Back when I was growing up in Portland, Oregon, we really did watch Roller Derby, and I remember vividly the exploits of Joanie Weston who, when she came out of the pack, always drew a cheer. Trying to capture the sub-culture of of roller derby, a sport that has always flown below the establishment radar, is no easy task, but our two films have both tried. For the record, I’ve just been schooled by several of our readers (see comments below) for posting an early and inaccurate first review (to which I plead nolo contendere). Now that I’ve been fact-checked I can report that there are currently over 445 roller derby leagues world wide in thirteen countries with 16,500 registered participants. So this sport is a pretty big deal. My apologies to the fans and let’s do this Smack over now… [singlepic id=724 w=320 h=240 float=right]
First-time director Drew Barrymore is the latest to strap on some skates and get on the oval track. The POV in Whip It is Texas teenager Bliss Cavender (Ellen Page from Juno) who escapes mom-centric beauty pageants for the rough-and-tumble. Along the way, she hooks up with a rock star, asserts her womanhood all over the place, becomes a phenom and takes her team, the “Hurl Scouts,” all the way to the championship. Inspired by the Shauna Cross novel, Derby Girl, Whip It invokes the real, functioning roller derby league (TXRD) in Austin, and as our Smackdown reader Frankenbike points out, this is the place that got the wheels turning on the modern derby movement back in 2001. [singlepic id=33 w=320 h=240 float=right]
The Defending Champion
Back in 1972 when they made Kansas City Bomber, roller-derby was red-hot, coming off a couple of decades of post-war growth. They cast the hottest babe of the day, Raquel Welch, to play K.C. Carr, a character loosely based on Joanie Weston. She plays a single mom who’s driven by desperation into the world of the derby. It’s a relentless run of low rent venues, tough competitors, sexism and lost middle-age dreams. What you’re seeing in this film is not the roller derby that is played in leagues within a city today but the traveling team model. It depicts the competition but also the sleaziness that supposedly went along with the sport back then.
To the non-fans, roller derby may exist just one level up from the fake world of professional wrestling, but it’s still a real world where honest-to-God actual skaters compete against each other and the most athletic usually win. Both Kansas City Bomber and Whip It lay out that world as realistically as they can, but the earlier film just isn’t as slick as its competition here. Watching it is like watching Reefer Madness — it may be campy, but it feels dated and unintentionally comical in places. Another big difference is how in Kansas City Bomber being a roller derby queen is a paying gig and part of the drama is joining to make ends meet while in Whip It we enter a world where not a single player in modern roller derby is paid. In one film, it’s a job. In another, it’s just the love of the sport. The first has more potential for drama while the latter has to manufacture the beauty pageant versus roller derby conflict (which, trumped up as it is, still pretty much works). Ellen Page is good as always, but she feels slight and miscast, seeming like someone who wouldn’t make it five minutes in the world of Raquel’s sport, kind of like Juno-in-Skates. And, speaking of Raquel, it’s the role of her career. She’s athletic, sexy, aggressive. Before you dismiss it as sexploitation though, the uniforms in Whip It are far more teasing than anything in Kansas City Bomber. When it comes to physical action, actresses in both films learned to skate, but it was Raquel who played it extra hard and rough, doing most of her own stunts and breaking her wrist in the process. On the other hand, Whip It has Kristen Wiig playing the Raquel single-mom role and she’s just simply awesome. But both films used real players in their action scenes and it shows. Whip It also has the distinction of using 75 songs in 111 minutes of film. I’m not sure if that’s the record but it’s gotta be close. And the music works.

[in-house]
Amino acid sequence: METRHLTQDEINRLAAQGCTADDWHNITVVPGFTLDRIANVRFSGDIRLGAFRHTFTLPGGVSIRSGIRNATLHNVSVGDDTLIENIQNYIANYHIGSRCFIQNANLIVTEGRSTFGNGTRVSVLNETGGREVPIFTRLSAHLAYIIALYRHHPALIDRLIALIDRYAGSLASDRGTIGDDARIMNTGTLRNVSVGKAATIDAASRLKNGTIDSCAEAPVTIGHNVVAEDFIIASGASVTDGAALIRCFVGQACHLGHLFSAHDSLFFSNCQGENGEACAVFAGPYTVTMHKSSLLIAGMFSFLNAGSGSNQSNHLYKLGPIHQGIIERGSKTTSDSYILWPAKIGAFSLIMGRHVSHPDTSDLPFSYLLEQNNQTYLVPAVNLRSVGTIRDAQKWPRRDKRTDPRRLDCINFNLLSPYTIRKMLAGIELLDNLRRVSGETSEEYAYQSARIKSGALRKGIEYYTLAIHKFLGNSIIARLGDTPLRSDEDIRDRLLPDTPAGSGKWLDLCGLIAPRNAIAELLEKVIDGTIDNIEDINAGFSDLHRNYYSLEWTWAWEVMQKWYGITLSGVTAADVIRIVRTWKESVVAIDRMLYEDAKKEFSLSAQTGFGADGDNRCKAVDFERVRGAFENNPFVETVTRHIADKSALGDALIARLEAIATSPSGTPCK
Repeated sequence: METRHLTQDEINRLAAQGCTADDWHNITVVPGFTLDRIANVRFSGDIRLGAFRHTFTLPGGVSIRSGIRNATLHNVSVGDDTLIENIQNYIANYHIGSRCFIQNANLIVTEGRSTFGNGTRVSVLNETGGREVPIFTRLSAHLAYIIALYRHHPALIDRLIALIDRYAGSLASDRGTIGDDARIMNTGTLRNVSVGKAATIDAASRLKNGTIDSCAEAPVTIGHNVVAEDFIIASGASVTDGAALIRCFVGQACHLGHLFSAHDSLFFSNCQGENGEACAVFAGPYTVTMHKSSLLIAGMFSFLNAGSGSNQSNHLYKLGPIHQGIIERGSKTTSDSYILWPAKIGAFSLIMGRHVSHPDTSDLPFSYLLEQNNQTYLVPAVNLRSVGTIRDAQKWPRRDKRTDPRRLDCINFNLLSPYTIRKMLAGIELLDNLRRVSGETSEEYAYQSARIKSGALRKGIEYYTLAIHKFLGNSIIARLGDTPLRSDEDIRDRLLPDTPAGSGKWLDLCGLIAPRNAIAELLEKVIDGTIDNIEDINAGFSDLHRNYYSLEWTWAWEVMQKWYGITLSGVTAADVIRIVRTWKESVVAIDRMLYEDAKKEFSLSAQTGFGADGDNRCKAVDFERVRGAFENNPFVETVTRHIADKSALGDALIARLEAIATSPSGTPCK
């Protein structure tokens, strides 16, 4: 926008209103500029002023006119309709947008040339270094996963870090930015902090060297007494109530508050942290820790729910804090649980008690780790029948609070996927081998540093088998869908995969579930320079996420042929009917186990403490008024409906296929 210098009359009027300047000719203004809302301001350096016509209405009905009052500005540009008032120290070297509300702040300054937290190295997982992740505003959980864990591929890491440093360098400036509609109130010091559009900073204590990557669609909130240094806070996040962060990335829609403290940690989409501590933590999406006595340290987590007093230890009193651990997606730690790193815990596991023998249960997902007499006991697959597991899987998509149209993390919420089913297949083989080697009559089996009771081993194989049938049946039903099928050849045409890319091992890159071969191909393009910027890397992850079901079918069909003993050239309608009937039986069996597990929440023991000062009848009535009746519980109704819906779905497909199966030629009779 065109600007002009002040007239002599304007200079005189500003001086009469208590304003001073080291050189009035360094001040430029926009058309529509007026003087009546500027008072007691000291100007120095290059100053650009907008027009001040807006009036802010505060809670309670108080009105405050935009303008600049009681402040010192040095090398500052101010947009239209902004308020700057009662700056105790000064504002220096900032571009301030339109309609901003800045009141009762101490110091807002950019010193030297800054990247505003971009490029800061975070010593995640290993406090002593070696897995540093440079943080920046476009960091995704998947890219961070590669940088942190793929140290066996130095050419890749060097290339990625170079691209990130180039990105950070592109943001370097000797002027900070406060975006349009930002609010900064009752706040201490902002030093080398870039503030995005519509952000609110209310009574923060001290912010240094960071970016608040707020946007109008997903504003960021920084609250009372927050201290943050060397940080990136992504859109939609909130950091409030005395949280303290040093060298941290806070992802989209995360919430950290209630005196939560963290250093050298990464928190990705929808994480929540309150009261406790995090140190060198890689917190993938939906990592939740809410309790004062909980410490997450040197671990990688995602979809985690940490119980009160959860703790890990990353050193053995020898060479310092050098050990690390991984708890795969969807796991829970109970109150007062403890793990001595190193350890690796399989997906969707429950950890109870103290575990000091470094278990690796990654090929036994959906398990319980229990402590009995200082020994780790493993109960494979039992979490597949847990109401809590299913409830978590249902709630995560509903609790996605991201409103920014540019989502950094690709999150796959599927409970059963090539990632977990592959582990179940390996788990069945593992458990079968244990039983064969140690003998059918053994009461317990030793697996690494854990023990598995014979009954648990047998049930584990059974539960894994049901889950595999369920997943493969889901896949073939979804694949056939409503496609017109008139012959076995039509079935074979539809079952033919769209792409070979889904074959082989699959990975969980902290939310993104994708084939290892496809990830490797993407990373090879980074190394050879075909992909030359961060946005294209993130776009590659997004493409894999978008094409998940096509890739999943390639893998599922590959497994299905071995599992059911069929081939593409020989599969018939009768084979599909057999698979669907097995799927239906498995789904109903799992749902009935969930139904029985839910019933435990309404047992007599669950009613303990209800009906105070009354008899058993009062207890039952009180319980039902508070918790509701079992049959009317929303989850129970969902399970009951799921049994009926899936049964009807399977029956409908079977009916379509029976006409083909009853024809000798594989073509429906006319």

On one level, Whip It is a slight little trifle of a film while Kansas City Bomber actually aspires to be taken seriously, telling one of those gritty stories on film that the ’70s were famous for. The execution in Kansas City Bomber just feels badly dated, however, while Whip It is sleek and fun and manages to extract the required laughs and cries in what turns out to be a pretty damn fine coming-of-age story. If you’re into the history of the sport, you’ll want to see Kansas City Bomber but if you’re out for a light night out, or a passionate derby-fan these days, then Whip It into shape.